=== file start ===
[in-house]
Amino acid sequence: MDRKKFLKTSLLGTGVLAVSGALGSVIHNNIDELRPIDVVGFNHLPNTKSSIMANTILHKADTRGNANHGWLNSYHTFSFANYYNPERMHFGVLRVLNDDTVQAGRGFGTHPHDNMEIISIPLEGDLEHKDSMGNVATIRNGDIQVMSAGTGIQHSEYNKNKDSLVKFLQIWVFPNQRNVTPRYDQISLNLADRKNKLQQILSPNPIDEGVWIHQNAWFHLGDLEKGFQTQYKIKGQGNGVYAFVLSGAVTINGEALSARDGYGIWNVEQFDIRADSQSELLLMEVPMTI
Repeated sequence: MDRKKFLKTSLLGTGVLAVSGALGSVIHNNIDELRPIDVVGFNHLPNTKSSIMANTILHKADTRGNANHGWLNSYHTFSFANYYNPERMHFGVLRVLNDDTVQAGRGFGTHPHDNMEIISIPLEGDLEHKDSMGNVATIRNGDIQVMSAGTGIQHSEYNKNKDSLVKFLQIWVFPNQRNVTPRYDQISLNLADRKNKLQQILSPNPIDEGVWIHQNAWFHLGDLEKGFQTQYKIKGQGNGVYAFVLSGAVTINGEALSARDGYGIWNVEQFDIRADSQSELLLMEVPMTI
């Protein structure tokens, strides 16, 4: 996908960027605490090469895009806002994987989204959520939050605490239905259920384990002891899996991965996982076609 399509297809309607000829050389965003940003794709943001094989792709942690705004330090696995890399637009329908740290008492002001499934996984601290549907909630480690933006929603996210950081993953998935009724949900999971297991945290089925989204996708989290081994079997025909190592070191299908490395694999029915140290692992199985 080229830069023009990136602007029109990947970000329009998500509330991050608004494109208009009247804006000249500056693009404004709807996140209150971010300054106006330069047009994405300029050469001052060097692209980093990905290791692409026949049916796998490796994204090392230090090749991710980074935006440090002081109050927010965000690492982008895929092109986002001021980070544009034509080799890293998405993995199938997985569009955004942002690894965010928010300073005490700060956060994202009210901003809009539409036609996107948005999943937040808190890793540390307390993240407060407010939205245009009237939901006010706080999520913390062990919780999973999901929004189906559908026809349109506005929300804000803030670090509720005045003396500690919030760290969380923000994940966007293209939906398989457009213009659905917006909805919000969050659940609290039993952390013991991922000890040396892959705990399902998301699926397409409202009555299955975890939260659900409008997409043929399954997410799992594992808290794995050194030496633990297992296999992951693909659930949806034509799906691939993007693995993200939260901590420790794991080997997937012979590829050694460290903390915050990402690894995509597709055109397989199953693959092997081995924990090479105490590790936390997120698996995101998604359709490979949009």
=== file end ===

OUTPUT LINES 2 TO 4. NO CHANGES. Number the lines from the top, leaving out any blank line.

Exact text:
Amino acid sequence: MDRKKFLKTSLLGTGVLAVSGALGSVIHNNIDELRPIDVVGFNHLPNTKSSIMANTILHKADTRGNANHGWLNSYHTFSFANYYNPERMHFGVLRVLNDDTVQAGRGFGTHPHDNMEIISIPLEGDLEHKDSMGNVATIRNGDIQVMSAGTGIQHSEYNKNKDSLVKFLQIWVFPNQRNVTPRYDQISLNLADRKNKLQQILSPNPIDEGVWIHQNAWFHLGDLEKGFQTQYKIKGQGNGVYAFVLSGAVTINGEALSARDGYGIWNVEQFDIRADSQSELLLMEVPMTI
Repeated sequence: MDRKKFLKTSLLGTGVLAVSGALGSVIHNNIDELRPIDVVGFNHLPNTKSSIMANTILHKADTRGNANHGWLNSYHTFSFANYYNPERMHFGVLRVLNDDTVQAGRGFGTHPHDNMEIISIPLEGDLEHKDSMGNVATIRNGDIQVMSAGTGIQHSEYNKNKDSLVKFLQIWVFPNQRNVTPRYDQISLNLADRKNKLQQILSPNPIDEGVWIHQNAWFHLGDLEKGFQTQYKIKGQGNGVYAFVLSGAVTINGEALSARDGYGIWNVEQFDIRADSQSELLLMEVPMTI
């Protein structure tokens, strides 16, 4: 996908960027605490090469895009806002994987989204959520939050605490239905259920384990002891899996991965996982076609 399509297809309607000829050389965003940003794709943001094989792709942690705004330090696995890399637009329908740290008492002001499934996984601290549907909630480690933006929603996210950081993953998935009724949900999971297991945290089925989204996708989290081994079997025909190592070191299908490395694999029915140290692992199985 080229830069023009990136602007029109990947970000329009998500509330991050608004494109208009009247804006000249500056693009404004709807996140209150971010300054106006330069047009994405300029050469001052060097692209980093990905290791692409026949049916796998490796994204090392230090090749991710980074935006440090002081109050927010965000690492982008895929092109986002001021980070544009034509080799890293998405993995199938997985569009955004942002690894965010928010300073005490700060956060994202009210901003809009539409036609996107948005999943937040808190890793540390307390993240407060407010939205245009009237939901006010706080999520913390062990919780999973999901929004189906559908026809349109506005929300804000803030670090509720005045003396500690919030760290969380923000994940966007293209939906398989457009213009659905917006909805919000969050659940609290039993952390013991991922000890040396892959705990399902998301699926397409409202009555299955975890939260659900409008997409043929399954997410799992594992808290794995050194030496633990297992296999992951693909659930949806034509799906691939993007693995993200939260901590420790794991080997997937012979590829050694460290903390915050990402690894995509597709055109397989199953693959092997081995924990090479105490590790936390997120698996995101998604359709490979949009």